Cell phone towers: They’re a necessary part of today’s world, keeping us all connected and able to access trivia book publishers’ blogs whenever we like. But they’re also an eyesore. Fortunately, some designers out there are doing their best to disguise cell towers as things a bit more pleasing to the eye.
In the deserts outside of Tucson, Arizona, cell phone towers are being hidden inside 20-foot-tall fake cacti.
In Florida, those huge palm trees that tower over homes may not all be palm trees. A lot of them are niftily disguised cell towers.
College Station, Texas, is the home of Texas A&M University. It also has a 89-foot-tall flagpole prominently displaying the American flag…and doing double-duty because that pole is also carrying cellular phone calls.
The city of Oakley, California is home to an old-fashioned wooden water tower. Except it’s none of those things: It’s a 64-foot-tall cell phone tower.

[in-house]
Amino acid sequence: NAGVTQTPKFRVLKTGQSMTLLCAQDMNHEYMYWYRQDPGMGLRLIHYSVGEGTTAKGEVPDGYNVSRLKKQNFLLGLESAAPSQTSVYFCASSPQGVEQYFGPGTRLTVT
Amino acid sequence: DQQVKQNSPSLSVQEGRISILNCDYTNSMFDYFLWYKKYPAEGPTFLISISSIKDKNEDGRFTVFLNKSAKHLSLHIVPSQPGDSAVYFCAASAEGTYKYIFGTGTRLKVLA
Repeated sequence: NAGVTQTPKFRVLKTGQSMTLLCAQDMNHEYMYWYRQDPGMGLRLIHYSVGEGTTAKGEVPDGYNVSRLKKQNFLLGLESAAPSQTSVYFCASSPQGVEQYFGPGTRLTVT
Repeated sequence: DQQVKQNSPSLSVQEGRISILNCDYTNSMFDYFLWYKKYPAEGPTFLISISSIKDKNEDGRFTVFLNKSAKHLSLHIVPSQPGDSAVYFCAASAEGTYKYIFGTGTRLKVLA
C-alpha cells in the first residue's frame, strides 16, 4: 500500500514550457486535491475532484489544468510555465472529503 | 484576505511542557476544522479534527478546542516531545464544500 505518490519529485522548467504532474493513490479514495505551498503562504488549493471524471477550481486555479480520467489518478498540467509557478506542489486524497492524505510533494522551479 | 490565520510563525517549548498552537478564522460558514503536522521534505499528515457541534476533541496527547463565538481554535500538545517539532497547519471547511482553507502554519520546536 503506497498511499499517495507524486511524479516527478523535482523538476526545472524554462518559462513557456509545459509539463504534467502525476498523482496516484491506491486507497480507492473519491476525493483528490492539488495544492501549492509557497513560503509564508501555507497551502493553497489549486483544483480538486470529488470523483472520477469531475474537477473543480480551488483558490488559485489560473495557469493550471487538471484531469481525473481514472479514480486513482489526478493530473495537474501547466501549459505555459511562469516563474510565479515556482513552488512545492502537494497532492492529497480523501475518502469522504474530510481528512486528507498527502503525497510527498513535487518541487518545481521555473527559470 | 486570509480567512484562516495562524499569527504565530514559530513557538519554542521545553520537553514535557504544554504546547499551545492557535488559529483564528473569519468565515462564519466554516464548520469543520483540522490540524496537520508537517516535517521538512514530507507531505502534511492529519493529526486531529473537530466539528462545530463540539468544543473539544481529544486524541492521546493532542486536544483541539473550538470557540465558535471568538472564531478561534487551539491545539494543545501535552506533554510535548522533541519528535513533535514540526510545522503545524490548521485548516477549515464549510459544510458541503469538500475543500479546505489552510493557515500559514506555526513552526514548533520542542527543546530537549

There’s a grove of trees behind a strip mall in northeastern Atlanta. While the cell phone tower disguised as a tree is supposed to blend in, what with its many realistically rendered branches and needles, it doesn’t quite disappear into the forest. That’s because it’s about twice as tall as the surrounding (real) trees.
A cell phone provider in Oregon was tasked with installing a tower in a field near an elementary school, and as such considered masking it as a massive pencil. Instead, the company decided to go with a windmill, because the field used to be a farm. (It’s not actually a functioning windmill—it just looks like one.)
“Can you hear me now?” The bell tower at the Episcopal Church of the Transfiguration in Dallas, Texas, is outfitted with church bells, and it’s also a cell phone pole.
Rather than mask a cell phone tower in Sopot, Poland, a cell provider contracted to run one up the side of a church, and then carefully painted it to perfectly blend in with the old church’s brick exterior.